Imagine you’re on a bicycle with 30,000 other people. Each person has their own seat and their own pedals, and their own handlebars. It’s a large tandem bike that stretches off into the distance. This bike represents a business. At the front you have the CEO and your board members, also on the bike you have sales teams, marketing, Finance, contractors, that sort of thing. But if you look at the people on the bike, you notice something. Not everyone is pedalling the same way.
The 30,000 person bike is the metaphor used to describe TELUS circa 2006.
We had relatively low customer satisfaction scores, low likelihood to recommend, we were feeling as though, in our market, we weren’t differentiating and our employee engagement figure was 53% meaning half of that workforce is pedalling really hard, and on the other half, some portion of them are not pedalling at all, they’re kind of coasting. And then there’s a portion that are actively disengaged. They’ve reversed their seats and are pedalling in the other direction. It was a big problem for us.
The tandem bike idea applies to pretty much every business.. The question this idea brings up is clear: How do you get everyone to - not just work together - but work better, in order to move the company forward through the coming period of massive technological disruption?
In TELUS’ story of its own continuing digital transformation, digital leadership continues to be at the forefront in the past decade of profound technological change, a period which saw the meteoric global rise of social media and mobile devices, just to name a few.
This journey of redefining how we work took us a number of years on the technology front and the cultural front.
Ultimately this led to TELUS developing an industry leading mobile work policy, which brought game-changing benefits, not just to the company, but to the customer, employees, and environment, referring to the working “triple-bottom-line” for making decisions. Here’s a quick by-the-numbers overview of the profound social, environmental and financial impacts that TELUS Work Styles has created.
72% of TELUS employees are now either mobile or work from home
Tangible cost savings
Roughly $50 million per year in real estate savings through consolidation
$63.5 million reduction in travel expenses over 13 years
Employee and customer benefits
Customer complaints decreased by 27%
32 point increase in employee engagement (53% to 85%)
45% drop in absenteeism
Emergency preparedness to work virtually when required
16% reduction of greenhouse gas emissions since 2010
Over 1.3 million hours of commuting time saved
Having these impressive results all laid out can make you lose sight of just how much work it took to make it all happen. No one said that this was easy to become ranked as one of the top tech companies to work for in Canada by Glassdoor. It took almost a decade to get to where things are now, and the goal is to keep improving further down the line. So the question is, how do you start?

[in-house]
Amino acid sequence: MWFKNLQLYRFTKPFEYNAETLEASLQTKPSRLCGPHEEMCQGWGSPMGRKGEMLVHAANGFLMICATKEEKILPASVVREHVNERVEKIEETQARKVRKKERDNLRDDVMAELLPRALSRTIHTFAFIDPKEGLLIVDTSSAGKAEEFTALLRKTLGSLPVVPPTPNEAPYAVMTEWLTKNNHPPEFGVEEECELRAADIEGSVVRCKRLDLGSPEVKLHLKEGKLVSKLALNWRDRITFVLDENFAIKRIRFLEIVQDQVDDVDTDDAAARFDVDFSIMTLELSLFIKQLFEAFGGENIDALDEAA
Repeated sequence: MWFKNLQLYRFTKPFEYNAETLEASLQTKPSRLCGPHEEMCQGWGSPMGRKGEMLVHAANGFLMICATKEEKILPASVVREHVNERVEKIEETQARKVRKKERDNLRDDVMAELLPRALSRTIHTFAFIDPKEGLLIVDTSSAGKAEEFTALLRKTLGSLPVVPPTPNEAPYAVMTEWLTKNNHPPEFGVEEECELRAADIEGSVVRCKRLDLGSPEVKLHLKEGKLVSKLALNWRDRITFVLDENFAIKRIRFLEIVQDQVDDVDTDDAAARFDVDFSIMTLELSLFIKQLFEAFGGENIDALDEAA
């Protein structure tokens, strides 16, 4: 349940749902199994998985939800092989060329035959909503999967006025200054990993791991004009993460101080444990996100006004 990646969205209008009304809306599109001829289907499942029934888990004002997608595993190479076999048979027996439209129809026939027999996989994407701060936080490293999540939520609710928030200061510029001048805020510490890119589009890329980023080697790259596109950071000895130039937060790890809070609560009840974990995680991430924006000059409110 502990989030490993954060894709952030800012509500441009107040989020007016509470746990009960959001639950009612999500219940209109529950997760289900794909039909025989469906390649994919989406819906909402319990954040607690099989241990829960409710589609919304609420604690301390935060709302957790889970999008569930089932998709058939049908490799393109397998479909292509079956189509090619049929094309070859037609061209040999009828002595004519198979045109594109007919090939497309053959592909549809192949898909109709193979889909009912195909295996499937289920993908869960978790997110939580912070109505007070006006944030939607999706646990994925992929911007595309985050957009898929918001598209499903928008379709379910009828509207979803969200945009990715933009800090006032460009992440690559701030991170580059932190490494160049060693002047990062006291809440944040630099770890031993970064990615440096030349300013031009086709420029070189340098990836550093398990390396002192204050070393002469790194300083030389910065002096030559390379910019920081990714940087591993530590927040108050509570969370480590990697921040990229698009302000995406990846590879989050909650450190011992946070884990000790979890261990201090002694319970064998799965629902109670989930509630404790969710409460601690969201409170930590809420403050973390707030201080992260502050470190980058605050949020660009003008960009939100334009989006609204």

Building a culture within the organization is the toughest thing to do but it’s the most sustainable competitive advantage.
The greatest theme behind the change at TELUS is flexibility. Gone are the days of having your own desk. Now a TELUS employee just needs to book a desk, cutting down on the need for physical offices. With that came changes in performance measures, evaluating employees based on objectives and goals rather than being judged by time spent in the office. This kind of cultural flexibility is integral to TELUS’ ability to attract top tier talent, leading to a 178% increase in resume submissions for the company.
On the technological front, TELUS deployed Google’s G Suite for the day-to-day work of word-processing, spreadsheets and presentations, etc. Managing that change from the Microsoft Office platform stands as a good lesson with regard to implementing change within an organization.
The big learning from rolling out G Suite, was the cultural change associated with it. It needed to be led from the top and the bottom at the same time. On the bottom you have the mavens, the people who jump into it… They’re the folks that help the others get set up quickly. But that wasn’t enough- it required executives to adopt it, and use it religiously.
And on the security side, TELUS uses a next-generation firewall, advanced password managers, and enterprise-level VPN. Without these measures in place, the flexibility to work securely from anywhere would be compromised. Along with the technological investment came increased “hygiene”- employee training that teaches how to recognize and avoid online threats, such as suspicious emails, while getting into the habit of keeping sensitive information safe.
The secret sauce is really the amount of collaboration you’re creating. For TELUS, it’s a balance… Working from home, coming into the office, staying connected to the culture. In short, it’s not enough to just give people these tools and hope they’ll figure it out. Deep-down, we all know people can’t be updated like software. Any workplace transition is going to create a new approach that requires managing that change appropriately.
Perhaps the main lesson to take away is this: Regardless of your business, your processes are going to be a balance of technology and culture working together. Finding your balance will not only be better for your customers, and employees, but it will be the key strategy for long-term success and business continuity. In the end, that balance means you’ll simply work better and be prepared in any event. Ignoring that need for balance in transition may mean you simply don’t work at all.
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